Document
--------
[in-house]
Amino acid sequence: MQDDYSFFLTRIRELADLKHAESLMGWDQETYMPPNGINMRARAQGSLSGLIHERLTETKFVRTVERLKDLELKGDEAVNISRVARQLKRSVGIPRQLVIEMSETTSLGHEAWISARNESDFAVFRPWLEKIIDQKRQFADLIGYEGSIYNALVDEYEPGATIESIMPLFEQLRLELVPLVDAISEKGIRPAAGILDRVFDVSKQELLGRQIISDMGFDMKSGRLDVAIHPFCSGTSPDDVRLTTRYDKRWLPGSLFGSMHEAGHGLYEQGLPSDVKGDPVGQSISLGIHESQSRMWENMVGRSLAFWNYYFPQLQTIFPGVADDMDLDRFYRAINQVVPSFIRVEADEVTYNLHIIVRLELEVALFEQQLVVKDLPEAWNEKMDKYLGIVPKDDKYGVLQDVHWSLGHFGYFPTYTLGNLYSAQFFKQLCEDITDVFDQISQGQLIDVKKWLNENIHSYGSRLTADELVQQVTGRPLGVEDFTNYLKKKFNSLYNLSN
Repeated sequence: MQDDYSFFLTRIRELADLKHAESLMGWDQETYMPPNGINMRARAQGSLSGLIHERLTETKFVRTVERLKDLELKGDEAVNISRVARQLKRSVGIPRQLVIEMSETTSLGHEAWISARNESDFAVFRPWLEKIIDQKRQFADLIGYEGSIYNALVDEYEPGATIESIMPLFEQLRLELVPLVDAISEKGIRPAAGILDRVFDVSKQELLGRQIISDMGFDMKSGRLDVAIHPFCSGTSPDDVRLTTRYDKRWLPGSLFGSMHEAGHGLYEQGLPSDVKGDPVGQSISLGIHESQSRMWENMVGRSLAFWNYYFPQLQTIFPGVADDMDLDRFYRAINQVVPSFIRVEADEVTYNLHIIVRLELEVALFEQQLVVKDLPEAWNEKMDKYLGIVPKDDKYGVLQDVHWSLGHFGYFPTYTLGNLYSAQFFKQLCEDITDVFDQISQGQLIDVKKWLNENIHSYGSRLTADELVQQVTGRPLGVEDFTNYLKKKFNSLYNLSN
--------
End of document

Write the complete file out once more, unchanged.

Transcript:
[in-house]
Amino acid sequence: MQDDYSFFLTRIRELADLKHAESLMGWDQETYMPPNGINMRARAQGSLSGLIHERLTETKFVRTVERLKDLELKGDEAVNISRVARQLKRSVGIPRQLVIEMSETTSLGHEAWISARNESDFAVFRPWLEKIIDQKRQFADLIGYEGSIYNALVDEYEPGATIESIMPLFEQLRLELVPLVDAISEKGIRPAAGILDRVFDVSKQELLGRQIISDMGFDMKSGRLDVAIHPFCSGTSPDDVRLTTRYDKRWLPGSLFGSMHEAGHGLYEQGLPSDVKGDPVGQSISLGIHESQSRMWENMVGRSLAFWNYYFPQLQTIFPGVADDMDLDRFYRAINQVVPSFIRVEADEVTYNLHIIVRLELEVALFEQQLVVKDLPEAWNEKMDKYLGIVPKDDKYGVLQDVHWSLGHFGYFPTYTLGNLYSAQFFKQLCEDITDVFDQISQGQLIDVKKWLNENIHSYGSRLTADELVQQVTGRPLGVEDFTNYLKKKFNSLYNLSN
Repeated sequence: MQDDYSFFLTRIRELADLKHAESLMGWDQETYMPPNGINMRARAQGSLSGLIHERLTETKFVRTVERLKDLELKGDEAVNISRVARQLKRSVGIPRQLVIEMSETTSLGHEAWISARNESDFAVFRPWLEKIIDQKRQFADLIGYEGSIYNALVDEYEPGATIESIMPLFEQLRLELVPLVDAISEKGIRPAAGILDRVFDVSKQELLGRQIISDMGFDMKSGRLDVAIHPFCSGTSPDDVRLTTRYDKRWLPGSLFGSMHEAGHGLYEQGLPSDVKGDPVGQSISLGIHESQSRMWENMVGRSLAFWNYYFPQLQTIFPGVADDMDLDRFYRAINQVVPSFIRVEADEVTYNLHIIVRLELEVALFEQQLVVKDLPEAWNEKMDKYLGIVPKDDKYGVLQDVHWSLGHFGYFPTYTLGNLYSAQFFKQLCEDITDVFDQISQGQLIDVKKWLNENIHSYGSRLTADELVQQVTGRPLGVEDFTNYLKKKFNSLYNLSN